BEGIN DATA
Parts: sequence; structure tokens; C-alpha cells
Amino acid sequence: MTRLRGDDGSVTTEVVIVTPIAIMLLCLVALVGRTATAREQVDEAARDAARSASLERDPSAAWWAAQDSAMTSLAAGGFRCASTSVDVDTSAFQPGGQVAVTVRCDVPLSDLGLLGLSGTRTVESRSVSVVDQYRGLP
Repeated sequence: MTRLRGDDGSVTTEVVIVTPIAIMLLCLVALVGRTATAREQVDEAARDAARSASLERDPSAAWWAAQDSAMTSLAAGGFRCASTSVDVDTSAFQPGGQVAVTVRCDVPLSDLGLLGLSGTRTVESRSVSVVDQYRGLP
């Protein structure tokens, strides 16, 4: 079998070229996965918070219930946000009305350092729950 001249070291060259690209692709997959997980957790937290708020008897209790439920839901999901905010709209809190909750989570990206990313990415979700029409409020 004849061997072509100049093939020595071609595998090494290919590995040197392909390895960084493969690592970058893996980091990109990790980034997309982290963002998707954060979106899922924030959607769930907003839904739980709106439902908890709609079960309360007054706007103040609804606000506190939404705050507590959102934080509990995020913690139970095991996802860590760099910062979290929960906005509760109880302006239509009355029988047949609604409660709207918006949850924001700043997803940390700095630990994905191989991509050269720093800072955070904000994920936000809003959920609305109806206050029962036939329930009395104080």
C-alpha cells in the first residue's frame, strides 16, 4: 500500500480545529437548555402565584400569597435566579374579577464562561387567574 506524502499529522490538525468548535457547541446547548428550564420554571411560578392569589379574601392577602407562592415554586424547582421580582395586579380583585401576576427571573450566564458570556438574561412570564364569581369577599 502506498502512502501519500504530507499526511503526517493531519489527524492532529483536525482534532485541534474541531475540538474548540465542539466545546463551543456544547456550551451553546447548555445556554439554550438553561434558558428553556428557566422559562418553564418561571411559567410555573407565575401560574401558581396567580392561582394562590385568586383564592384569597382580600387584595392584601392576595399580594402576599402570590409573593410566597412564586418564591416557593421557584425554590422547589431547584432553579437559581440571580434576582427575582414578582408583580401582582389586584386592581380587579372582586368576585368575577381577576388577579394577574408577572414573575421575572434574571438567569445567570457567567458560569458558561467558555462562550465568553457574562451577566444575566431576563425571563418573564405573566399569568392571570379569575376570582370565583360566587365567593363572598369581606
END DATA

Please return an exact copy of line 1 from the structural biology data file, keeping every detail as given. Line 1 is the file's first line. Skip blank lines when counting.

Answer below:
Parts: sequence; structure tokens; C-alpha cells